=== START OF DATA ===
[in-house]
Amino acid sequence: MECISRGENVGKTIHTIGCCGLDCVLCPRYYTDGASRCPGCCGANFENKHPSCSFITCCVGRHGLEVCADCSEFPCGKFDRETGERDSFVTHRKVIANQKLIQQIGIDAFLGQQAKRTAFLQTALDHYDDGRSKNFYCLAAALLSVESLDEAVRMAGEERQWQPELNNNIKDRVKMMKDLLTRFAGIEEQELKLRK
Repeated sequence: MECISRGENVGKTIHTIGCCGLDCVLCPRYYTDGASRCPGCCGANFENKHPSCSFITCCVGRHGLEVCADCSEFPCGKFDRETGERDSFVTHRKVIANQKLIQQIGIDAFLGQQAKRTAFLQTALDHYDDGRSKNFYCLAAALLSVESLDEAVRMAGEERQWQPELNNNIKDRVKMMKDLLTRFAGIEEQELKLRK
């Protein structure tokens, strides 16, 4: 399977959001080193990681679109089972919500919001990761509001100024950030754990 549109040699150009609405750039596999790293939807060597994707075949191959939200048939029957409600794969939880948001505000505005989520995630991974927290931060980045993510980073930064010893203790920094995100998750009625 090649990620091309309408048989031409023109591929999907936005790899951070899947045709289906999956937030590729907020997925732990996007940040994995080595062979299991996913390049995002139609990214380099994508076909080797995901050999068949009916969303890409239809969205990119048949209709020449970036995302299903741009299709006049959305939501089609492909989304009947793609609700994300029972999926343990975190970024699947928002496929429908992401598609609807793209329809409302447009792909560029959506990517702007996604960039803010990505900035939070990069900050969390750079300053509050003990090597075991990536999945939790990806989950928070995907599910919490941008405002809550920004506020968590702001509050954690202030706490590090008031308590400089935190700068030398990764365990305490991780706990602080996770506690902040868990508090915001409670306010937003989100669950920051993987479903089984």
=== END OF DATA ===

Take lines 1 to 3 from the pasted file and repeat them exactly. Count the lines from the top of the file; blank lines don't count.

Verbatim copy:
[in-house]
Amino acid sequence: MECISRGENVGKTIHTIGCCGLDCVLCPRYYTDGASRCPGCCGANFENKHPSCSFITCCVGRHGLEVCADCSEFPCGKFDRETGERDSFVTHRKVIANQKLIQQIGIDAFLGQQAKRTAFLQTALDHYDDGRSKNFYCLAAALLSVESLDEAVRMAGEERQWQPELNNNIKDRVKMMKDLLTRFAGIEEQELKLRK
Repeated sequence: MECISRGENVGKTIHTIGCCGLDCVLCPRYYTDGASRCPGCCGANFENKHPSCSFITCCVGRHGLEVCADCSEFPCGKFDRETGERDSFVTHRKVIANQKLIQQIGIDAFLGQQAKRTAFLQTALDHYDDGRSKNFYCLAAALLSVESLDEAVRMAGEERQWQPELNNNIKDRVKMMKDLLTRFAGIEEQELKLRK